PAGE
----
Brazilian monsters of music


When Mário Soveral turned up in London his idea might have been to stay there. Breathing democracy and freedom is what most 17 year olds like to experience. His mother Laura kept a close eye on him. Life in those days was a daily adventure and everything was more or less possible. I had to earn my living and had a fixed job in the City. On our free time we would look for more adventures.

When in London Laura visited friends that she had known previously. Some of these were Brazilian. We were invited to a Guilherme Araújo in Chelsea that had an open house to other Brazilians. I remember being invited to a Beans lunch (Feijoada Brasileira) there, together with the Soveral mother and son.

Araújo was often on the phone on long distance calls. I really had no idea who these people were but it became clear to me that our host worked as an agent for two of the other tenants Caetano Veloso and Gilberto Gil.They had spent some months in prison in 1968 after being arrested by the military led government for subversive activism.

Below is what anyone might read on Wikipedia. There’s nothing there about our Beans lunch!!

“Thereafter, Gil and Veloso were exiled to London, England after being offered to leave Brazil.[16] The two played a last Brazilian concert together in Salvador in July 1969, then left to Portugal, Paris, and finally London.[1] He and Veloso took a house in Chelsea, sharing it with their manager and wives.”

Gil and Caetano were political refugees in England. They had arrived there under the influence of The Beatles latest work. Tropicalismo developed and made Brazilian pop more international and social aware. Velos’s and Gil´s political ideas on the left made them enemies of the Brazilian military dictatorship. Their songs were often censored and some were banned.

Fashion and politics

King's Rd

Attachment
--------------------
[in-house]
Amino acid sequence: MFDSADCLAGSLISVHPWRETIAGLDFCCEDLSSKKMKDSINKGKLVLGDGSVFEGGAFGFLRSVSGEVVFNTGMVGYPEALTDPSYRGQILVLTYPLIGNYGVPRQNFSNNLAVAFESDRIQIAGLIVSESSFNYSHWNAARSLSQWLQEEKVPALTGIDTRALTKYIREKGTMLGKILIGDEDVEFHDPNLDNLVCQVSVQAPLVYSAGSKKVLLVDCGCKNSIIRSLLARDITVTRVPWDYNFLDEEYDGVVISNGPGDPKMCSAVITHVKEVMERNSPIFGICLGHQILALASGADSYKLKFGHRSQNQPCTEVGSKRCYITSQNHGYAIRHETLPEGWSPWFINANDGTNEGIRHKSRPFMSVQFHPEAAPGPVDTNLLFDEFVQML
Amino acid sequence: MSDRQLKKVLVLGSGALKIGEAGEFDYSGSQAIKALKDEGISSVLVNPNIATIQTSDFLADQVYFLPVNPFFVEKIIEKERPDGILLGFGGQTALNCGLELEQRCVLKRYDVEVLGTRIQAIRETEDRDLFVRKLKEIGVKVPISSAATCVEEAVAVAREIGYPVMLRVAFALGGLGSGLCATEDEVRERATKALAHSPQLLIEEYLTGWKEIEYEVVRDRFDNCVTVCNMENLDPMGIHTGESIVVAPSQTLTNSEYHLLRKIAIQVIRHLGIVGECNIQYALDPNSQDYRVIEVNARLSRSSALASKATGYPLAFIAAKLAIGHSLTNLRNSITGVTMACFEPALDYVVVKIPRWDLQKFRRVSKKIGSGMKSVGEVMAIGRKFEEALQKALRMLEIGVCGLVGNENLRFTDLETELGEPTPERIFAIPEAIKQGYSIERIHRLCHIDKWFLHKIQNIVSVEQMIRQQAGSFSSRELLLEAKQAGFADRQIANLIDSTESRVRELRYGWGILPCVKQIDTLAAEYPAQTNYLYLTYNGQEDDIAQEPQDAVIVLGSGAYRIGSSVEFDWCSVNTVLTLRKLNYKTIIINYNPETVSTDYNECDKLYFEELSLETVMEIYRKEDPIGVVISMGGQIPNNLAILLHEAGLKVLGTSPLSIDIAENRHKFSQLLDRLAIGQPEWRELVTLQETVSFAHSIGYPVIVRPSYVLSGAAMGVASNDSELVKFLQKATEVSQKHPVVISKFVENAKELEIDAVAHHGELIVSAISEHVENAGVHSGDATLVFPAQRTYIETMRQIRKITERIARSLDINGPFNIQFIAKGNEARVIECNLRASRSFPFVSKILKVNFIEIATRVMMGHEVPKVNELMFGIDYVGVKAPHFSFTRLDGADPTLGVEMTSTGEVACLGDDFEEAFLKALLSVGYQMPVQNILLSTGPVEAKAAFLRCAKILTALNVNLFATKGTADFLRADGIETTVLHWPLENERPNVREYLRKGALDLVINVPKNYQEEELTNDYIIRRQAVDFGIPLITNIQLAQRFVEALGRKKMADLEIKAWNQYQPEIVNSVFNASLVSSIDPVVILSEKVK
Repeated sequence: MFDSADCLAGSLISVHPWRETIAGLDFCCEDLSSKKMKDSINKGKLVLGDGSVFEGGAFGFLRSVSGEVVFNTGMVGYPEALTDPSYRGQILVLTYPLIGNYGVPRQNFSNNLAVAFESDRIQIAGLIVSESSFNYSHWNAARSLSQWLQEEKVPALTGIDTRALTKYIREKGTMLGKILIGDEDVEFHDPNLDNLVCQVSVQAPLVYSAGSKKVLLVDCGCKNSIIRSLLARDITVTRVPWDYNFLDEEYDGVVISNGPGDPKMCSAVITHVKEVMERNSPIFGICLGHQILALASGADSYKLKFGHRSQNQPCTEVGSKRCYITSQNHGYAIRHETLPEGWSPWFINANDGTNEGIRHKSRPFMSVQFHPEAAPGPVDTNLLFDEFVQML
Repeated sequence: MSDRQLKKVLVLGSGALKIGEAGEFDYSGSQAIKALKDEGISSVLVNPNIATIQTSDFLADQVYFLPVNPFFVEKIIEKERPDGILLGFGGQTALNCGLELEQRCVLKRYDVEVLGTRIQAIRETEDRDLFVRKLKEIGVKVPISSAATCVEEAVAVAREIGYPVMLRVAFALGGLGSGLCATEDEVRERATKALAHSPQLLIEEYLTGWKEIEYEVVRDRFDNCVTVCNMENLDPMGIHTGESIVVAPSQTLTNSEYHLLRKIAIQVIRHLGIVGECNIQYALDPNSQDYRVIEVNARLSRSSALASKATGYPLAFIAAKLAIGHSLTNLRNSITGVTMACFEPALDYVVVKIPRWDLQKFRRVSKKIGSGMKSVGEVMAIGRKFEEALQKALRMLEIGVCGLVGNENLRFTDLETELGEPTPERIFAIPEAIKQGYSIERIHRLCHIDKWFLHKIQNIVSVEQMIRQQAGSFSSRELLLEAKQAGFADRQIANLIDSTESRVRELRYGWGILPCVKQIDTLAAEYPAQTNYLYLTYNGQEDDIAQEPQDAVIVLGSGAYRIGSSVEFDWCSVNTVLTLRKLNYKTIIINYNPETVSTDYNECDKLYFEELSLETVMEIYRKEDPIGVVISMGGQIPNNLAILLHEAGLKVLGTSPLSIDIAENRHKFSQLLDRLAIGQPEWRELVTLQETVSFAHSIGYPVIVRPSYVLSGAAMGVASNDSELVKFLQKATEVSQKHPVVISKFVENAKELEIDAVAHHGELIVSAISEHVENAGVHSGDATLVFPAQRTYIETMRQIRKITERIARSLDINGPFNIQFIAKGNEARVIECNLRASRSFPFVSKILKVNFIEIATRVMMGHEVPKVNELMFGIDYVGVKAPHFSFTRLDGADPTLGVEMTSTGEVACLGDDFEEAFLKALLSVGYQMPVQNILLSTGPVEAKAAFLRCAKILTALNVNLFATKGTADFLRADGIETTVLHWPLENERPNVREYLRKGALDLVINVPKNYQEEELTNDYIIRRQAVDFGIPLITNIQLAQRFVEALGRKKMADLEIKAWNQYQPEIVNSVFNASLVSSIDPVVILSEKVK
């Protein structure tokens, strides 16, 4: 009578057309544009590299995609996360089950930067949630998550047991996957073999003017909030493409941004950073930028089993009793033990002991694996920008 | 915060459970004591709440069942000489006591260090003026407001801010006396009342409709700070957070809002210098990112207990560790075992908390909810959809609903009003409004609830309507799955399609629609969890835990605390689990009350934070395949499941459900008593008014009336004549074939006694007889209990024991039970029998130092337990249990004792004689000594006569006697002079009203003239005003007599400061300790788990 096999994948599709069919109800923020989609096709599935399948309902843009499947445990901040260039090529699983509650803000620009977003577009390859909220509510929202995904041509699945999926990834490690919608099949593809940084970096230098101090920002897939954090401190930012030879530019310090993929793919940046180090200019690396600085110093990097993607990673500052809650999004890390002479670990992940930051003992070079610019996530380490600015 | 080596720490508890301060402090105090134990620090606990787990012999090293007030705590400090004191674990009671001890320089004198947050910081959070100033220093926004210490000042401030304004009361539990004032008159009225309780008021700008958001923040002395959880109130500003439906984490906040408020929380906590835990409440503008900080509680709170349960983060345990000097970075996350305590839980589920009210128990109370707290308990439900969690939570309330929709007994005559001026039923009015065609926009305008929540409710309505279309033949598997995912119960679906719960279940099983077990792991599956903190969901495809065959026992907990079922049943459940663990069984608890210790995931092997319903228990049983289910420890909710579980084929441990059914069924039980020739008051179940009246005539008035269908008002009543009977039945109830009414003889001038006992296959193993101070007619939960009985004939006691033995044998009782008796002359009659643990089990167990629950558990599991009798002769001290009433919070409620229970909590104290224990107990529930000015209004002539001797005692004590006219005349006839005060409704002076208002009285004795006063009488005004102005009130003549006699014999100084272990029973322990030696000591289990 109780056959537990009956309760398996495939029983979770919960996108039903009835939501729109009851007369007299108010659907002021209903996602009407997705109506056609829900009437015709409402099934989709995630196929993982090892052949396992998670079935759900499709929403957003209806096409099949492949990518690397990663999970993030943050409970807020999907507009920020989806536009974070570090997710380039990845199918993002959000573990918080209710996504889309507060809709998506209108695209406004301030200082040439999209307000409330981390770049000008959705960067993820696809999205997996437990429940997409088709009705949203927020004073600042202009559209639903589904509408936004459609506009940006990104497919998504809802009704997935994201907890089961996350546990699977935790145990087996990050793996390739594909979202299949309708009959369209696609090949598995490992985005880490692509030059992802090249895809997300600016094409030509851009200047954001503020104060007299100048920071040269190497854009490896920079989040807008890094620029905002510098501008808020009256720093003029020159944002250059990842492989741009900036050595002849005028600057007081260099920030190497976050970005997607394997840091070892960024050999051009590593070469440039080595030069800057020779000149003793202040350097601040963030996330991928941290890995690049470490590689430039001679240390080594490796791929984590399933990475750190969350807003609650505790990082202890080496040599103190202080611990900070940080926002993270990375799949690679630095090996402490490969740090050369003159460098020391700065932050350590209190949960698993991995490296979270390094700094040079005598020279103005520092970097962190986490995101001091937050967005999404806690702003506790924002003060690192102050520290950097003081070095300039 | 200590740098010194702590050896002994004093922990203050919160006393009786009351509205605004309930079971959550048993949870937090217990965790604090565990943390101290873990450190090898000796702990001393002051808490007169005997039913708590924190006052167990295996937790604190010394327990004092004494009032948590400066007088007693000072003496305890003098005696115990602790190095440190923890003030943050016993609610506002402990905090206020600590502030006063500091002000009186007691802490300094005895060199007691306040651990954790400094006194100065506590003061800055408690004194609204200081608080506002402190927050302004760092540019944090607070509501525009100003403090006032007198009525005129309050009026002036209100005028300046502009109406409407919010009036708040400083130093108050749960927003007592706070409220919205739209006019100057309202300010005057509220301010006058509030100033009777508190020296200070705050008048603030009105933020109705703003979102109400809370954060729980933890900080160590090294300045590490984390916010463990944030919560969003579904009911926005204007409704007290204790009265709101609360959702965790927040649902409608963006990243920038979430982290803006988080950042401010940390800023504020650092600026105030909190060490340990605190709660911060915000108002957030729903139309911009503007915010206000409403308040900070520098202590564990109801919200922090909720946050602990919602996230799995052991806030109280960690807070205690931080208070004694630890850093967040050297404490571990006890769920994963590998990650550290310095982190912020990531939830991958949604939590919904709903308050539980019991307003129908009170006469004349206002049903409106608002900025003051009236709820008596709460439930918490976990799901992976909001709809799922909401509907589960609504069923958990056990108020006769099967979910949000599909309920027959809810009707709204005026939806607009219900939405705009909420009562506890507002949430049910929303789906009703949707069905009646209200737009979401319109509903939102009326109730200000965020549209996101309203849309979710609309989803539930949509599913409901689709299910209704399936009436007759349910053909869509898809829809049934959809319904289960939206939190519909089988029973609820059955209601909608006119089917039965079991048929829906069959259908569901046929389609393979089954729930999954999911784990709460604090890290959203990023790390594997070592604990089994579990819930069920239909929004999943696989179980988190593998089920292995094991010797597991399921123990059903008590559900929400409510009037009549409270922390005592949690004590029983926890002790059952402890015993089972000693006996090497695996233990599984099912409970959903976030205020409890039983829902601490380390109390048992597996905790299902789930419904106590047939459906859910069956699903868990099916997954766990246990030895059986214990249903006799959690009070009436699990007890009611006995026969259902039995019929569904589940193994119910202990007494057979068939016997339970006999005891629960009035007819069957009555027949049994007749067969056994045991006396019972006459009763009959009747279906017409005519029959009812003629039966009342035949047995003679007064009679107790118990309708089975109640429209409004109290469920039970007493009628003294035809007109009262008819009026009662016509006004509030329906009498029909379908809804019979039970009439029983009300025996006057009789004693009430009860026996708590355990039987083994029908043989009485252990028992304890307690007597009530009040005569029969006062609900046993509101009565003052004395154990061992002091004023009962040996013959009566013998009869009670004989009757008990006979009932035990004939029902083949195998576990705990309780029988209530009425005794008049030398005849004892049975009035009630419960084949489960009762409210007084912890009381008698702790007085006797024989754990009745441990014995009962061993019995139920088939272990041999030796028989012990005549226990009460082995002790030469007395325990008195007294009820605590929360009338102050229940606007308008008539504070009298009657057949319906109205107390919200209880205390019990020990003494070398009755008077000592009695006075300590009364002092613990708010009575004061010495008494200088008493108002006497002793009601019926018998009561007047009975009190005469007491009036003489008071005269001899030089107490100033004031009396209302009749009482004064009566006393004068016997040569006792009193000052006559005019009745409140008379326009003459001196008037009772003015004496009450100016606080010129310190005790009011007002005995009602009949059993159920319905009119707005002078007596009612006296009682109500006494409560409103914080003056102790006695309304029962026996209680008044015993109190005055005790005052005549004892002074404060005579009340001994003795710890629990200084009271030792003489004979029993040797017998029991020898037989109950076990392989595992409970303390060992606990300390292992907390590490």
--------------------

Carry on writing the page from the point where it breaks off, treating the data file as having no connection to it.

Needless to say if you were young and lived in London you couldn’t miss King’s Road, Chelsea.

This was one of the London streets where the sophisticated liked to come and show off. There were plenty of boutiques, pubs and restaurants. I have some vivid memories from my time in London that I can associate with King’s Road. Mário Soveral and I certainly went there quite often in late summer- autumn of 1970.

How did I bump into Mário? Well quite naturally… My mother knew his mother the actress Laura Soveral. Laura could very well have taken lessons at the British institute, so when they came to London it was only natural that they should get in touch with me. As Mário was a little younger than myself-he sometimes called me “Papá Pinheiro” – I was seen as someone who could give him support and calm him down a little! Whether this is his picture I do not know as I have lost track of him, but am convinced and hopeful that he will get in touch with me, as I have initiated a search all over Portugal to get hold of him.

It was in King’s Rd that I was invited for lunch with Laura and her husband José Maria. We went to one of many small posh restaurants along the street. We got into talking about the situation in Portugal and I clearly remember criticizing the regime and the relatively new Prime Minister Marcelo Caetano. I noticed that José Maria tried to say that things were developing and a process of democratization had been launched. -Yeah, sure…Was my comment! When we left the restaurant Mário had the courtesy to inform me that José Maria was the son of Portugal’s dictator Marcelo Caetano.